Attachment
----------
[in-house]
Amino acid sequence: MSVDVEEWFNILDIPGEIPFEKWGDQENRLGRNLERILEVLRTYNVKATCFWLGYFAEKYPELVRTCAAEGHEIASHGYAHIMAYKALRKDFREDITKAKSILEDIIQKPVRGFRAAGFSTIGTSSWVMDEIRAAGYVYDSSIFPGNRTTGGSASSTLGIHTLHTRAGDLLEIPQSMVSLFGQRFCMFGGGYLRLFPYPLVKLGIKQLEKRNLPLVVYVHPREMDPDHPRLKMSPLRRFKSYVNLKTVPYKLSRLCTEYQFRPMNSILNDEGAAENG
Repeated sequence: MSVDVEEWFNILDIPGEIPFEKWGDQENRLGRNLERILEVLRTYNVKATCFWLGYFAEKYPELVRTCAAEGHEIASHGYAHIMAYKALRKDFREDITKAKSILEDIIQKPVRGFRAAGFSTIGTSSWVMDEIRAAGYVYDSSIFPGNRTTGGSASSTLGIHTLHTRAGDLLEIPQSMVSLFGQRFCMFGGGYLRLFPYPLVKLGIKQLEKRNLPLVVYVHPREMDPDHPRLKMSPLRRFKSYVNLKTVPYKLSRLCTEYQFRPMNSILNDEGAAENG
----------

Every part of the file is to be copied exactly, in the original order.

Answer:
[in-house]
Amino acid sequence: MSVDVEEWFNILDIPGEIPFEKWGDQENRLGRNLERILEVLRTYNVKATCFWLGYFAEKYPELVRTCAAEGHEIASHGYAHIMAYKALRKDFREDITKAKSILEDIIQKPVRGFRAAGFSTIGTSSWVMDEIRAAGYVYDSSIFPGNRTTGGSASSTLGIHTLHTRAGDLLEIPQSMVSLFGQRFCMFGGGYLRLFPYPLVKLGIKQLEKRNLPLVVYVHPREMDPDHPRLKMSPLRRFKSYVNLKTVPYKLSRLCTEYQFRPMNSILNDEGAAENG
Repeated sequence: MSVDVEEWFNILDIPGEIPFEKWGDQENRLGRNLERILEVLRTYNVKATCFWLGYFAEKYPELVRTCAAEGHEIASHGYAHIMAYKALRKDFREDITKAKSILEDIIQKPVRGFRAAGFSTIGTSSWVMDEIRAAGYVYDSSIFPGNRTTGGSASSTLGIHTLHTRAGDLLEIPQSMVSLFGQRFCMFGGGYLRLFPYPLVKLGIKQLEKRNLPLVVYVHPREMDPDHPRLKMSPLRRFKSYVNLKTVPYKLSRLCTEYQFRPMNSILNDEGAAENG